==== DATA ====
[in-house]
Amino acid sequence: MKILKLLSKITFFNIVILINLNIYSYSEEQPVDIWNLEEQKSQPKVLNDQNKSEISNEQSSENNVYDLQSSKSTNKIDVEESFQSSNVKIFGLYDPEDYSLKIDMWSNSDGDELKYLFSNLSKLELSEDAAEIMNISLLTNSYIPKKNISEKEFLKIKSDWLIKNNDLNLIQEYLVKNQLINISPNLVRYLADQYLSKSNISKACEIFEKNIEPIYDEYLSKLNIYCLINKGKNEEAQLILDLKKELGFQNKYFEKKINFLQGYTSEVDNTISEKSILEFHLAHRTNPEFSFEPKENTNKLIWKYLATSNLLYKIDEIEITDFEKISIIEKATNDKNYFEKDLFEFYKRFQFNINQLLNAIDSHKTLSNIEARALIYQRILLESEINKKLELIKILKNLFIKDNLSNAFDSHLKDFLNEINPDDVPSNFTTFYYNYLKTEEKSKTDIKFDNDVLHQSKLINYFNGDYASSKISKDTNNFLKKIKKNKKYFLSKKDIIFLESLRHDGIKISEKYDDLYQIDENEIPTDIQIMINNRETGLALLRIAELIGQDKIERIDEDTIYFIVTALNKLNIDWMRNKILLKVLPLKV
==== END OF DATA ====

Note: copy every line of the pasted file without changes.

[in-house]
Amino acid sequence: MKILKLLSKITFFNIVILINLNIYSYSEEQPVDIWNLEEQKSQPKVLNDQNKSEISNEQSSENNVYDLQSSKSTNKIDVEESFQSSNVKIFGLYDPEDYSLKIDMWSNSDGDELKYLFSNLSKLELSEDAAEIMNISLLTNSYIPKKNISEKEFLKIKSDWLIKNNDLNLIQEYLVKNQLINISPNLVRYLADQYLSKSNISKACEIFEKNIEPIYDEYLSKLNIYCLINKGKNEEAQLILDLKKELGFQNKYFEKKINFLQGYTSEVDNTISEKSILEFHLAHRTNPEFSFEPKENTNKLIWKYLATSNLLYKIDEIEITDFEKISIIEKATNDKNYFEKDLFEFYKRFQFNINQLLNAIDSHKTLSNIEARALIYQRILLESEINKKLELIKILKNLFIKDNLSNAFDSHLKDFLNEINPDDVPSNFTTFYYNYLKTEEKSKTDIKFDNDVLHQSKLINYFNGDYASSKISKDTNNFLKKIKKNKKYFLSKKDIIFLESLRHDGIKISEKYDDLYQIDENEIPTDIQIMINNRETGLALLRIAELIGQDKIERIDEDTIYFIVTALNKLNIDWMRNKILLKVLPLKV